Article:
Reflections of an angry fandom: Cantonese slang to discuss recent events in Hong Kong’s music industry

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  • Many Hongkongers were upset after trying for hours to get tickets for Mirror’s upcoming concert series, only to be left disappointed
  • Here’s some lingo to help you talk about quitting a fandom, a public relations crisis, and more
Kelly Fung |
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Let it all out with these Cantonese phrases! Photo: Shutterstock

Last month, fans of the Hong Kong boy band Mirror were left in frustration after they tried unsuccessfully for hours to get tickets to the group’s concert series at the Coliseum. But the ticketing system and small proportion of publicly available seats upset even the most loyal fans. Some took to social media to express discontent, using Cantonese slang to blame the band’s management company.

This week, we explain the lingo to use when discussing these recent events in the city’s entertainment scene.

Cantonese slang for all your pet peeves

1. Tension: 火藥味 fo2 joek6 mei6 (faw-yerk-may)

Literal translation: “Gunpowder scent”

Meaning: refers to growing tensions in a conversation or heated debate. People often use it to describe the agitation they sense in a straining relationship. The phrase can also signal the start of a conflict or argument.

Example: I’m sensing some faw-yerk-may from fans of the boy band – they feel the management company has taken advantage of their devotion.

Have you ever “eaten screws?” More phrases to talk about entertainment

2. Fools; a golden goose: 水魚 seoi2 jyu4 (sui-yu)

Literal translation: “Softshell turtle”

Meaning: refers to someone who is being treated unfairly for the benefit of another group or person. Recently, some angry fans of Mirror used this term to express their frustration when they could not purchase tickets for the group’s concerts. They felt the limited number of tickets for sale and the resulting high prices from scammers were ways to exploit fans’ passion for their idols.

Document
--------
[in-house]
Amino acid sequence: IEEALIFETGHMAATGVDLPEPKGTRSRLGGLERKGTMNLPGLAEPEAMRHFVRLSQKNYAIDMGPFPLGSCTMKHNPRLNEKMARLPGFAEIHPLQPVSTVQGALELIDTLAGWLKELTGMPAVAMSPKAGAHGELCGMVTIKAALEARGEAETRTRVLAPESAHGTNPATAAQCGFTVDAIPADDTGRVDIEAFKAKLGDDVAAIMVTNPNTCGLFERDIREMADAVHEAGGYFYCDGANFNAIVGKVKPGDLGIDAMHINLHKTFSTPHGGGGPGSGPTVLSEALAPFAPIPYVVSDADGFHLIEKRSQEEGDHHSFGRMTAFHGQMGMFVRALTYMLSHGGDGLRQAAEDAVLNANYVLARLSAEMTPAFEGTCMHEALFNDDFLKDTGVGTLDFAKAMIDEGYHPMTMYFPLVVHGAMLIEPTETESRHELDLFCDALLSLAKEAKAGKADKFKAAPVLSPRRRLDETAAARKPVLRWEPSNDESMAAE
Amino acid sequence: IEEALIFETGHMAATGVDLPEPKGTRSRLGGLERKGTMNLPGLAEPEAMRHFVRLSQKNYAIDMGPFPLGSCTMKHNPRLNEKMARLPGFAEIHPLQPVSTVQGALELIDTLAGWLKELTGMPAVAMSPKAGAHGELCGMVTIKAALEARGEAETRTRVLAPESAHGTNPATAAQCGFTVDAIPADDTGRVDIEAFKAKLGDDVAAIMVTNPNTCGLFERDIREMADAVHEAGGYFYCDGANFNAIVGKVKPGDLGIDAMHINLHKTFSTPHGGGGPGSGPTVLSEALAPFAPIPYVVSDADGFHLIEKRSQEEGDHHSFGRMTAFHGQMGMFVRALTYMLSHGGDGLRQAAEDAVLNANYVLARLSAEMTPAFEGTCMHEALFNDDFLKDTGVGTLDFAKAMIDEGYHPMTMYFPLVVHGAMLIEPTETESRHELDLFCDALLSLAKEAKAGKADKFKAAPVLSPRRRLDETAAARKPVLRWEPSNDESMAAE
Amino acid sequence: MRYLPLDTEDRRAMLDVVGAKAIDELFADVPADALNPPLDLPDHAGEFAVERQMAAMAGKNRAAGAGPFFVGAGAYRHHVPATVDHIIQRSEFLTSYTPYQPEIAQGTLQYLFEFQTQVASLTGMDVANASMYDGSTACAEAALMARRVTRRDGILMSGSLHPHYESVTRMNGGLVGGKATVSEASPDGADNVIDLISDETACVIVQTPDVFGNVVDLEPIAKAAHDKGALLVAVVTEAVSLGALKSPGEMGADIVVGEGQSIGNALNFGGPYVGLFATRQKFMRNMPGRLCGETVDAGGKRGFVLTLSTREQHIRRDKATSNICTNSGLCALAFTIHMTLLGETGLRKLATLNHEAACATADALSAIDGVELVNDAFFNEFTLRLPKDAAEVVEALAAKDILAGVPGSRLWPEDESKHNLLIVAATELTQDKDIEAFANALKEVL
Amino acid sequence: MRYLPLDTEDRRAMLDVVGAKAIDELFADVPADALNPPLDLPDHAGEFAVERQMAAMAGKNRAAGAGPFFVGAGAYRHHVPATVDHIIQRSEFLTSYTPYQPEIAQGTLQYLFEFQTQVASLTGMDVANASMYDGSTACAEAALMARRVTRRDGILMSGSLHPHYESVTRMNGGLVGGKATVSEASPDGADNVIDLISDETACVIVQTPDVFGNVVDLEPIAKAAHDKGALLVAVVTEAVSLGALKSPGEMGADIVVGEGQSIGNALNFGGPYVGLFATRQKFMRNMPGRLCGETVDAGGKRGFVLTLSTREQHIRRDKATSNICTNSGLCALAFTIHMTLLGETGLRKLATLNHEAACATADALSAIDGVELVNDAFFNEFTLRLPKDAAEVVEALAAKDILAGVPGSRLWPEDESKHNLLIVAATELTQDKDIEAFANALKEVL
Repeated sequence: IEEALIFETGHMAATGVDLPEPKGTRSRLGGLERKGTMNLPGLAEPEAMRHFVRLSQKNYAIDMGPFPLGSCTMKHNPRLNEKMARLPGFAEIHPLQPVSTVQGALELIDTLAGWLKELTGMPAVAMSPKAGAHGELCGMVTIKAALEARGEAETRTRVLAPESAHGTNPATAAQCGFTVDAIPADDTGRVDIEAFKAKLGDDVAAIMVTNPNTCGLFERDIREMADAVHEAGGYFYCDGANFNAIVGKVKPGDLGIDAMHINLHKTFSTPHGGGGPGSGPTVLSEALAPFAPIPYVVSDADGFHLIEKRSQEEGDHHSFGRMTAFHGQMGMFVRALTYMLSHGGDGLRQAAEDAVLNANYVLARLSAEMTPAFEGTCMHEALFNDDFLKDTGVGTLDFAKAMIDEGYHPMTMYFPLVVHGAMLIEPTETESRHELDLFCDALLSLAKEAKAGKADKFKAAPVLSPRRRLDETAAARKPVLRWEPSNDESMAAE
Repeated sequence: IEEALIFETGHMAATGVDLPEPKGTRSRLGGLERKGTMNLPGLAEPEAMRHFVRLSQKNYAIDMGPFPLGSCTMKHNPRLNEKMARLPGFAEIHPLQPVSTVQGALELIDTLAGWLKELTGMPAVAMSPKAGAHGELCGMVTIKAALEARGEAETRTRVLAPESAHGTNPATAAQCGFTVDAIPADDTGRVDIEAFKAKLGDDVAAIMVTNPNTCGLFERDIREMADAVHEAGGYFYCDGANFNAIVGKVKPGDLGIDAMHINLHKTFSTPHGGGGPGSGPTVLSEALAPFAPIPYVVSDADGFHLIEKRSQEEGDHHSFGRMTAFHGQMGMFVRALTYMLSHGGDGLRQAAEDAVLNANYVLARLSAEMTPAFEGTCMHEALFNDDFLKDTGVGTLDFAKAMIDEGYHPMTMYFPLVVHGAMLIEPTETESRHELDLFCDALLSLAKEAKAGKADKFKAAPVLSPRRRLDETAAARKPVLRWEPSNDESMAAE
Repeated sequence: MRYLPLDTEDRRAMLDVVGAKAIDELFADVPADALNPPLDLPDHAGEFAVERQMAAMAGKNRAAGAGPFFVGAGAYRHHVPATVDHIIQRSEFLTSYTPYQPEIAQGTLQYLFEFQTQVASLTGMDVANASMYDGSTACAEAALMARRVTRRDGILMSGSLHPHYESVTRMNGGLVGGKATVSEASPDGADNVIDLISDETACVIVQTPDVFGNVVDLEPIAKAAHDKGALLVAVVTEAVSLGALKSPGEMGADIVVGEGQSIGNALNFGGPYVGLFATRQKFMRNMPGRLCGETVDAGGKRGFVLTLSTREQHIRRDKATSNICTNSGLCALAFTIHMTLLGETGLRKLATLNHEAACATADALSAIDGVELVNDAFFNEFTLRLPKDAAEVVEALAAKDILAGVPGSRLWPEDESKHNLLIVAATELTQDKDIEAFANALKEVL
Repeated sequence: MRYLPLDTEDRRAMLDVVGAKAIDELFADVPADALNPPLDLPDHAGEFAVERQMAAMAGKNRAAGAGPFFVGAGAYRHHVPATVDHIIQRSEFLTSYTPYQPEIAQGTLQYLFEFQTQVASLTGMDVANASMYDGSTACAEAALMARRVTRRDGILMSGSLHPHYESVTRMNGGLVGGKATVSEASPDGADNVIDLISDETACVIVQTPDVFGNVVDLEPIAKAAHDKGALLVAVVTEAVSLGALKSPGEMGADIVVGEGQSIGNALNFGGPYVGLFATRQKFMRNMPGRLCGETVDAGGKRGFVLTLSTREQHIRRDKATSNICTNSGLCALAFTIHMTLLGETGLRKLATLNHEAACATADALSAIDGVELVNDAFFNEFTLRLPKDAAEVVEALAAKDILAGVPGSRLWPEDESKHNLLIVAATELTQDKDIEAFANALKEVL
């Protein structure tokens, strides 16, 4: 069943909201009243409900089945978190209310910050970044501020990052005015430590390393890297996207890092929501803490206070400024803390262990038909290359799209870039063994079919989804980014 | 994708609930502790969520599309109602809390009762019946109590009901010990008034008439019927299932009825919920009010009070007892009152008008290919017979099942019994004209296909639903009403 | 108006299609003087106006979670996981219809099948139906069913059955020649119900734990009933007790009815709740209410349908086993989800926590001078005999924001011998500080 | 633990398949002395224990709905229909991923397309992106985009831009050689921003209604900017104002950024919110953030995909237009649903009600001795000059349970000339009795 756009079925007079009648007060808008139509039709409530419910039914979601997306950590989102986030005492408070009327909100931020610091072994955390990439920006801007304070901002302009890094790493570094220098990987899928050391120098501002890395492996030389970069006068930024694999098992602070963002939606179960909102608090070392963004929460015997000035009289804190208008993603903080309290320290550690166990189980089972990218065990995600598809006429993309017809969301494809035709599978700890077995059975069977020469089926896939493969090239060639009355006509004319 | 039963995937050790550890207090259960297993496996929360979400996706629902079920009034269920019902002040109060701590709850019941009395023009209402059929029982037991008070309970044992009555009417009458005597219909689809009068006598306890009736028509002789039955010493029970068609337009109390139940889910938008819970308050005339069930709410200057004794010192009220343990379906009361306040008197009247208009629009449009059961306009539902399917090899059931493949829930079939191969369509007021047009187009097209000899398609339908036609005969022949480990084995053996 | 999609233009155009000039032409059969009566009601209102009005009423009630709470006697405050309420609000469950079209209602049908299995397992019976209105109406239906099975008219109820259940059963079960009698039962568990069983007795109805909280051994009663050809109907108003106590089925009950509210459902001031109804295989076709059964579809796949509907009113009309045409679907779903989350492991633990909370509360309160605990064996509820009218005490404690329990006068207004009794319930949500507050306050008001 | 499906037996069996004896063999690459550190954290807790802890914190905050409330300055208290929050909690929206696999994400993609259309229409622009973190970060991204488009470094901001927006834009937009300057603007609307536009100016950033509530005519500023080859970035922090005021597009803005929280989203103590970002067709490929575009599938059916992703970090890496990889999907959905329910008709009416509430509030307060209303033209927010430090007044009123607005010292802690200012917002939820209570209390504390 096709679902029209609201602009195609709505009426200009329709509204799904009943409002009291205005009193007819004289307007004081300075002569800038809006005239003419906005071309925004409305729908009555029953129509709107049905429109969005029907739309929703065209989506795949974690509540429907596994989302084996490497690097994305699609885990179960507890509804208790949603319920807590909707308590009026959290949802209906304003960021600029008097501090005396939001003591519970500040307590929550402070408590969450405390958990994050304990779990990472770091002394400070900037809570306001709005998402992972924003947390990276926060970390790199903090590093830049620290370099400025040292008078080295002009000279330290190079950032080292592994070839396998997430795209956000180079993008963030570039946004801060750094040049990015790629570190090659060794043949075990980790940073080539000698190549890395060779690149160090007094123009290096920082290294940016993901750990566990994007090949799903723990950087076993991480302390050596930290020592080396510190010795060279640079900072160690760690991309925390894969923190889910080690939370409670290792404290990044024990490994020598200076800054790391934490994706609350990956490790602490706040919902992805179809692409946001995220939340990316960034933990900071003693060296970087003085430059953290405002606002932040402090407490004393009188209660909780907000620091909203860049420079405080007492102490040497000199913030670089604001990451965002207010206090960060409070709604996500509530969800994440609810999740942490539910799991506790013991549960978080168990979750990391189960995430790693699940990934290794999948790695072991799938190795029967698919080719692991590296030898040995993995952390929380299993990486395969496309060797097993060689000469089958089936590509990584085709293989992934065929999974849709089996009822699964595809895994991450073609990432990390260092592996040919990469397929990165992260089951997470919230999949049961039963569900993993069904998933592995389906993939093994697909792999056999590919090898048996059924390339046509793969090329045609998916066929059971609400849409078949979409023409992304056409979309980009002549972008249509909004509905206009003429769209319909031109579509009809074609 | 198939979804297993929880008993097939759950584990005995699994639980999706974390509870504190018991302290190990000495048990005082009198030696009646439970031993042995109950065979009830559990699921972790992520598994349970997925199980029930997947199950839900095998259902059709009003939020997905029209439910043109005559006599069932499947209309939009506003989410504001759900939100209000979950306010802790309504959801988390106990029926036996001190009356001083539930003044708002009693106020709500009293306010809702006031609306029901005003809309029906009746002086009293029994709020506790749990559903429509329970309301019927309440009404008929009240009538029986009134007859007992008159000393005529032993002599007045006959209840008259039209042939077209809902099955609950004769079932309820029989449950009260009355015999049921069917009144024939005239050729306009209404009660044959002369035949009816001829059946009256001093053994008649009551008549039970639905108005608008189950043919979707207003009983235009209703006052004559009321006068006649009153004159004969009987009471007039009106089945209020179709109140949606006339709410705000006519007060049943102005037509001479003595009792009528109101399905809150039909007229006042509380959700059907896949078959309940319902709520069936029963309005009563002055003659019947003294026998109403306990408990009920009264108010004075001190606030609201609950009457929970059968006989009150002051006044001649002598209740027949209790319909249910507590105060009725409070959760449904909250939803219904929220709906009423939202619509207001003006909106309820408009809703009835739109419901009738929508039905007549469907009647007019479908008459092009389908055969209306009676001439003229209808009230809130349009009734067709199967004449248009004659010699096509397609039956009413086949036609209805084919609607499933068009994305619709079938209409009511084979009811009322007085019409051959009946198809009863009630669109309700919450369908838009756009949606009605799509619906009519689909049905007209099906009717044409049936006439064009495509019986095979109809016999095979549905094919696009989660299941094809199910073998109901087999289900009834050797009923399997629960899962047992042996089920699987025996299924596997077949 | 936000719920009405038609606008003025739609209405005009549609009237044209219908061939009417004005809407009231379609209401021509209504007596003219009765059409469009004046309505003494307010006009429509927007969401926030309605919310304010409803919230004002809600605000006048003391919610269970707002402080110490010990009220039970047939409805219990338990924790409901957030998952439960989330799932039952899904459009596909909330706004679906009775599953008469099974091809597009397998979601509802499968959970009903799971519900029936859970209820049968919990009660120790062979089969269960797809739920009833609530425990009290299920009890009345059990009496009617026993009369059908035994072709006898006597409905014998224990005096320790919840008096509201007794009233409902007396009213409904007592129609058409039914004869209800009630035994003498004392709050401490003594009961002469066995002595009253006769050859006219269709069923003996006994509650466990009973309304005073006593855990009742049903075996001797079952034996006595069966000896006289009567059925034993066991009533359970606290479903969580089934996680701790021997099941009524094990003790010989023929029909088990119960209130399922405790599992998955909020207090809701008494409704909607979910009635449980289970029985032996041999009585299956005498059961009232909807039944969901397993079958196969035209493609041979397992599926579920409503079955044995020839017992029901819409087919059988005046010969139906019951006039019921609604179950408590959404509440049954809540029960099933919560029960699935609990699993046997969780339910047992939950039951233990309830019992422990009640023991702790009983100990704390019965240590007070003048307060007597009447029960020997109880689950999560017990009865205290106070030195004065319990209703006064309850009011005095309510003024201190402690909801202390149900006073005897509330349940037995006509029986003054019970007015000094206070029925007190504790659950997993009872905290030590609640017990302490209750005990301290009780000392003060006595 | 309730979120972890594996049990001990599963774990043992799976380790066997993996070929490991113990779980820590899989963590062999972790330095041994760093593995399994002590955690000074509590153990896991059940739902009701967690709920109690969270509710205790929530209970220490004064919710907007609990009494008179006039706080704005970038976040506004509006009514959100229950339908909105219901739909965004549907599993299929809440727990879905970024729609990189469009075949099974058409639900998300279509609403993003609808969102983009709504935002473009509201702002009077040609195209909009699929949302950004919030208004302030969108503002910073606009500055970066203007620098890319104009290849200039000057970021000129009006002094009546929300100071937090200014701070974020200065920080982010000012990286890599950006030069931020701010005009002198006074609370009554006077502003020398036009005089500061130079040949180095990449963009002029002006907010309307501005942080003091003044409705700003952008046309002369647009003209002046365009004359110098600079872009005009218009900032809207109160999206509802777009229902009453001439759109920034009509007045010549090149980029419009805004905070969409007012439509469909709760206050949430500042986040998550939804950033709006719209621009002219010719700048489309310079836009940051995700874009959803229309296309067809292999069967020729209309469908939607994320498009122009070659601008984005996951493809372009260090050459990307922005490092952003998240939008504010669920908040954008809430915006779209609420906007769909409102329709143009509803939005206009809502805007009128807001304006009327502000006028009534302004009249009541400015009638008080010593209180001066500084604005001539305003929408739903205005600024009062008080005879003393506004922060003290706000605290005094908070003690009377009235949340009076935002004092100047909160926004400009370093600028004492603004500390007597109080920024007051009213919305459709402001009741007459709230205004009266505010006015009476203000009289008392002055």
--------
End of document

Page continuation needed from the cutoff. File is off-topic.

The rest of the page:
Example: Stop treating us like sui-yu – we support our idols unconditionally, but that does not mean we will purchase these overpriced tickets.

You are not a goose; you are a person. Photo: Shutterstock

3. PR crisis: 公關災難 gung1 gwaan1 zoi1 naan4 (goong-guan-joy-lahn)

Literal translation: “Public relations disaster”

Meaning: describes a failure to maintain good relationships with others. While it is commonly used in the entertainment industry to talk about how poorly a company handles its public relations, it can also be applied to anyone who fails to address a matter fairly and tactfully.

Maintaining good public relations is the backbone of a brand, especially for record labels or broadcasting companies that manage high-profile singers and actors. Thus, a goong-guan-joy-lahn is their worst nightmare.

An abbreviation of this phrase switches the first two characters to guan-goong, which is a reference to Guan Yu, a renowned Chinese military general who lived during the Eastern Han dynasty of China.

Example: The group has still not released an apology or explanation for the last-minute cancellation of the concert – what a goong-guan-joy-lahn.

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4. Quit a fandom: 脫粉 tyut3 fan2 (tuet-fun)

Literal translation: “Remove fan”

Meaning: describes those who have stopped being a fan of an idol

Example: Alice used to be such a devoted fan of the idol group, but now she is considering tuet-fun because she is enjoying another band’s music more.

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